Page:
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Basic doubt about a concept in Optics

  1. Jun 13, 2013 #1
    This may sound really silly but yeah, a plane mirror, and a white sheet of paper, both reflect all the wavelengths of light incident on them. So Instead of a plane mirror, if I use a white sheet of paper, Why don't I see a reflection of myself?
    I have studied ray diagrams, and i know how an image is formed by a plane mirror (which can be explained by ray diagrams). If a white sheet of paper can reflect all light, why can't I draw the same ray diagram with a white paper instead of a mirror?
  2. jcsd
  3. Jun 14, 2013 #2
    Maybe, because of the irregularities present on the surface of the paper, the reflected rays are not parallel..... so we don't obtain any sharp image as such.... the rays get dispersed.
  4. Jun 14, 2013 #3
    But what about smooth, laminated papers?
  5. Jun 14, 2013 #4


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    This is because of diffuse reflection; see these links:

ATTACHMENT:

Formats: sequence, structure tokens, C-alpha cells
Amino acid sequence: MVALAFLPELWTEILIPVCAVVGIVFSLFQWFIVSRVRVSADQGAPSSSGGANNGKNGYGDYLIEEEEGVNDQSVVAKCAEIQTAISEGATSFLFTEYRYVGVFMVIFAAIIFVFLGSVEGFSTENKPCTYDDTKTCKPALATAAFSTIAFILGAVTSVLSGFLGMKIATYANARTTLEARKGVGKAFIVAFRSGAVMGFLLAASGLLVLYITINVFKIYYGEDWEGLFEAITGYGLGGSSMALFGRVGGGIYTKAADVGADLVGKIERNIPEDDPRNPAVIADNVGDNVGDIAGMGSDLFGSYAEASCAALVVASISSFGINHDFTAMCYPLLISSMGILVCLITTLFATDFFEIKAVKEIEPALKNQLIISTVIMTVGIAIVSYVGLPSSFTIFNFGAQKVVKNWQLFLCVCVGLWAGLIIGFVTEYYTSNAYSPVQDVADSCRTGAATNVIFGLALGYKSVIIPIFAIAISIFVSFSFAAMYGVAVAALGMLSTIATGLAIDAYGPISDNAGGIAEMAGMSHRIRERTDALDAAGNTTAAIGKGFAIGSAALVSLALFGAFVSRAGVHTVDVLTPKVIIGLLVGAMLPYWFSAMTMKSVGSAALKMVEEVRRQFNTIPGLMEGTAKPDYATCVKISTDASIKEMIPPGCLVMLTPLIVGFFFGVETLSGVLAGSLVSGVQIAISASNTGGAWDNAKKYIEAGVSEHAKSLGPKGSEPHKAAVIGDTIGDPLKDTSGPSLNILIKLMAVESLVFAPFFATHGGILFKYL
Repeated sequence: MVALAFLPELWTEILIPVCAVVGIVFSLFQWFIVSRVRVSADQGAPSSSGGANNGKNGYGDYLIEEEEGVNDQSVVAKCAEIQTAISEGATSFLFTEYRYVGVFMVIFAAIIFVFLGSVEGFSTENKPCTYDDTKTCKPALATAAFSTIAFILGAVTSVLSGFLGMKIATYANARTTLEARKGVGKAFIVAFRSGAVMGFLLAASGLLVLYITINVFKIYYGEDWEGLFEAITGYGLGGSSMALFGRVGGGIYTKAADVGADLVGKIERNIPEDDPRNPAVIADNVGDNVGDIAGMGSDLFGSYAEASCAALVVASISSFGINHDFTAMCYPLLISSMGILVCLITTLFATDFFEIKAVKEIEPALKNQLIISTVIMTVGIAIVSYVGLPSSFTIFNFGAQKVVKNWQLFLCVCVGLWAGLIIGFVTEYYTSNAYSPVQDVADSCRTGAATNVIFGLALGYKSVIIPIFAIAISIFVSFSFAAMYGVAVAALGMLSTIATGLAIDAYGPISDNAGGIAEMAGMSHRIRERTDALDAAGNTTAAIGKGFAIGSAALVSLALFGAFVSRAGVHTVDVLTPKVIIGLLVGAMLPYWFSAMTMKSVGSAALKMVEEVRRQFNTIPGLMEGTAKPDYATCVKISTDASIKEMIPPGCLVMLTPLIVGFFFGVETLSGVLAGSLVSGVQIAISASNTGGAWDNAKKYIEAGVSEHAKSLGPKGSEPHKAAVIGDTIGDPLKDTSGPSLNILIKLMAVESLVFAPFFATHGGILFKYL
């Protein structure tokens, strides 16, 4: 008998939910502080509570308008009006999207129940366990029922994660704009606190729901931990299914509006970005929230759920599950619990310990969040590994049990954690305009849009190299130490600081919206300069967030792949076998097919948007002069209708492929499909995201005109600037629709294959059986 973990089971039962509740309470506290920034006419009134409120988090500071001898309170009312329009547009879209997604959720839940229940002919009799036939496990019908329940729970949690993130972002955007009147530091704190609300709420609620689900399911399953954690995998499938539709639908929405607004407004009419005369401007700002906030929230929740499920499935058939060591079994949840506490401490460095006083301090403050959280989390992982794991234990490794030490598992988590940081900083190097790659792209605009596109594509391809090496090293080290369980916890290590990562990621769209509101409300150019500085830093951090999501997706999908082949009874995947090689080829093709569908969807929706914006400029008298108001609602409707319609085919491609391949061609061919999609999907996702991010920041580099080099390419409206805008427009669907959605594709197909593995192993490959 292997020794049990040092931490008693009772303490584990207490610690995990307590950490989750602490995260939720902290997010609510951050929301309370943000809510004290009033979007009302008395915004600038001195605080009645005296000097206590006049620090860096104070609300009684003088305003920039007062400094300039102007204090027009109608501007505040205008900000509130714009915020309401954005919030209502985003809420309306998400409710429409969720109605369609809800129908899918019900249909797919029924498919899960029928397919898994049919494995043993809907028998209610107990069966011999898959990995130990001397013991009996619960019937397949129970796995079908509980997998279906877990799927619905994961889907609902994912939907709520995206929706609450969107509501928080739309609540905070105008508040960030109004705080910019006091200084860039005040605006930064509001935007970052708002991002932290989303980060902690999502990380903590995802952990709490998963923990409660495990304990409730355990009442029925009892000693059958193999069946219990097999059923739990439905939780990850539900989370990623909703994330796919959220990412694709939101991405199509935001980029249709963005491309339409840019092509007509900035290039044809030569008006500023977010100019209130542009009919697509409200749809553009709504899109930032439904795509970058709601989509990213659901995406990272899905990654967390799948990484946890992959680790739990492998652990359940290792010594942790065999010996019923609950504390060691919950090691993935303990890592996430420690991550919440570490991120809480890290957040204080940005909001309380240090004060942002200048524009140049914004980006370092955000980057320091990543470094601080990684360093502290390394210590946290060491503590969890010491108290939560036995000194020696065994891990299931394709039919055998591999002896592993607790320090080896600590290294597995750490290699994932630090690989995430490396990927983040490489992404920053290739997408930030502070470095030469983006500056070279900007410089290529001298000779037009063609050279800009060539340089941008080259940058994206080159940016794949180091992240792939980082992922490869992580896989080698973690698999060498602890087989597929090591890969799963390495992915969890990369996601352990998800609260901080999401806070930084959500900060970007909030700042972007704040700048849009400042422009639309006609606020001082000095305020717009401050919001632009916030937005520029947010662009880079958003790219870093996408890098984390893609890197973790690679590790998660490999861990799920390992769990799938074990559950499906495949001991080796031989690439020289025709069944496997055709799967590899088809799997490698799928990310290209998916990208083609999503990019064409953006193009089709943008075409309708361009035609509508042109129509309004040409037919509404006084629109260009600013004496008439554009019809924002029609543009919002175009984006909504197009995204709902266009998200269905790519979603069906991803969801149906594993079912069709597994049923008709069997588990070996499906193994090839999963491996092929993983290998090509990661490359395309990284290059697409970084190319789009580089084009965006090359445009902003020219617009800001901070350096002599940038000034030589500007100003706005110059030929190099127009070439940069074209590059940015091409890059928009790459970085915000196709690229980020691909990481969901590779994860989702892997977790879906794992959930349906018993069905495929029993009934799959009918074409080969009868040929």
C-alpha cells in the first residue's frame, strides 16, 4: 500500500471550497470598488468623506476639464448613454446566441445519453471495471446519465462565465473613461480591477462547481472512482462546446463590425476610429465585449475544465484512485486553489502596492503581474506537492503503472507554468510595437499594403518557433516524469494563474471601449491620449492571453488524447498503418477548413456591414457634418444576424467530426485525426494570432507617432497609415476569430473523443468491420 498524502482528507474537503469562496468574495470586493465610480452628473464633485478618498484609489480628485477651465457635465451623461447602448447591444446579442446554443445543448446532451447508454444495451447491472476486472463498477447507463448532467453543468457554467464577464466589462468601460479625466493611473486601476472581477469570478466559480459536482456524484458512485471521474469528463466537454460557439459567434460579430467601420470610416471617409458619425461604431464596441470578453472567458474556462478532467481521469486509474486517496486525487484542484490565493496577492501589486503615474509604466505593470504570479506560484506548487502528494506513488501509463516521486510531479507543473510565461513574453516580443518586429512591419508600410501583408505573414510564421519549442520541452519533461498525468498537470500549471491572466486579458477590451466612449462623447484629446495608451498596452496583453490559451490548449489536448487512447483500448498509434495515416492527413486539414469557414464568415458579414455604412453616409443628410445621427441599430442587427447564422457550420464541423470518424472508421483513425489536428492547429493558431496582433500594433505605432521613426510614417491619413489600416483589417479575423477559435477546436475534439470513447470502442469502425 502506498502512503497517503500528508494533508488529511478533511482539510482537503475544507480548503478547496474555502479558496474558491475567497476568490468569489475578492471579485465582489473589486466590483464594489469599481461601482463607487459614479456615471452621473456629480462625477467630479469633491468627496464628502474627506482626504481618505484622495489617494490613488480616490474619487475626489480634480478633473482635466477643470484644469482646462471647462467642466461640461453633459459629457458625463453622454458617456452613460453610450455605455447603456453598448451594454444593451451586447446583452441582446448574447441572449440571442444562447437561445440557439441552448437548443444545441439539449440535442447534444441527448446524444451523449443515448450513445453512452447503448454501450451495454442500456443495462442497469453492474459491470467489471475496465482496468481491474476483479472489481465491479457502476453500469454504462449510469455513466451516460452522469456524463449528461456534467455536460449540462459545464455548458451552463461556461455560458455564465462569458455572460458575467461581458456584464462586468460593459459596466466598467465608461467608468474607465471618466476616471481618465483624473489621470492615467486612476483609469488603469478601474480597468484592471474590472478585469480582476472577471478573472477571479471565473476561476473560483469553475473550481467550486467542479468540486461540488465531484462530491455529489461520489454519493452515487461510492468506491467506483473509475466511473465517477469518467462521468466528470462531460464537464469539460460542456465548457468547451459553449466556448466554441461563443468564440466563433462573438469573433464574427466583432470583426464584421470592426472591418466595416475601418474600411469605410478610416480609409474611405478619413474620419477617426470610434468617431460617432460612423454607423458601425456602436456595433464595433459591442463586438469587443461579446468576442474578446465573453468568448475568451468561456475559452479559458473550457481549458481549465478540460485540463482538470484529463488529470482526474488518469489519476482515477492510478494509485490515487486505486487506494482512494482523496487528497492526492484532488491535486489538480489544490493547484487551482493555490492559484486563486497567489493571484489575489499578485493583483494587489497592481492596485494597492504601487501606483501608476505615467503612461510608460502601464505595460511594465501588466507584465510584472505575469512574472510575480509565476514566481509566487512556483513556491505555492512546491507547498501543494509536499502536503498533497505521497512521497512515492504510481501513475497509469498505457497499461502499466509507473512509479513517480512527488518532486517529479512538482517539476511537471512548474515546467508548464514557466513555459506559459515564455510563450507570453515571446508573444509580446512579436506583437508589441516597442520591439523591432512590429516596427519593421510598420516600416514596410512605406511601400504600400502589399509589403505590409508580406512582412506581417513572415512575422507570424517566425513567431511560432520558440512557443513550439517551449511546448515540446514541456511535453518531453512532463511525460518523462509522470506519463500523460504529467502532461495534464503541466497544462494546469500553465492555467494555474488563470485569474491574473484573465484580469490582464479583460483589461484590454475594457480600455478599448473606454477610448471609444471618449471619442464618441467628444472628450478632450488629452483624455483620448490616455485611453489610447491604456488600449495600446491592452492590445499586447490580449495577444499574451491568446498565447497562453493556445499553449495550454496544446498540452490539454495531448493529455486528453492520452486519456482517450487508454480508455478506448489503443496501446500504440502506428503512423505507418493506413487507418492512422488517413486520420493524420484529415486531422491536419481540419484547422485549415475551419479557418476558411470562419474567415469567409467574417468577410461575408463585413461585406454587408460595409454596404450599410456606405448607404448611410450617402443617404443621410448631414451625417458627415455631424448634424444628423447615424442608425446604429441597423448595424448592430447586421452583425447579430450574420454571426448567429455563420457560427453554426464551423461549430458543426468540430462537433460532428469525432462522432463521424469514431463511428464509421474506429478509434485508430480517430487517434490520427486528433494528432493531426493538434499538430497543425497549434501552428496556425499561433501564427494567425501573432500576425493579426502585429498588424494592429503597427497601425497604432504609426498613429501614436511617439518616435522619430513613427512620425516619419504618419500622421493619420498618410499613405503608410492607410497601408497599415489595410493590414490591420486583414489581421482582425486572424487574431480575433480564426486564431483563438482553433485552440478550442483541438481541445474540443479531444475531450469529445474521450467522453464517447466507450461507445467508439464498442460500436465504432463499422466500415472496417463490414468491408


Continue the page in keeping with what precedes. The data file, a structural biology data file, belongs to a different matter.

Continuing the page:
Specular vs. Diffuse Reflection
    Diffuse reflection (wiki)

    and you will see that it's not only the smoothness of the surface that plays a role - it's also the material itself. I'm pretty sure the material thickness also has some role.
    Last edited: Jun 14, 2013
  6. Jun 14, 2013 #5
    Thank you :-) And when we say that a white object appears white because it reflects all the wavelengths incident on it, does it mean that the intensity of the reflected light is proportional to the incident light or it need not meet this condition??? (for white light)
  7. Jun 14, 2013 #6

    Claude Bile

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    The term "white" typically means that all parts of the spectrum are reflected equally.

  8. Jun 14, 2013 #7


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    And some of the light may get absorbed by the white surface. As Claude said, White means that all parts of the spectrum are reflected equally. That means the intensity need not be same as the incident light intensity.
  9. Jun 14, 2013 #8
    I think the lamination is what is smooth - and it's clear (non-reflective). The paper below is still bumpy and had diffuse reflections.
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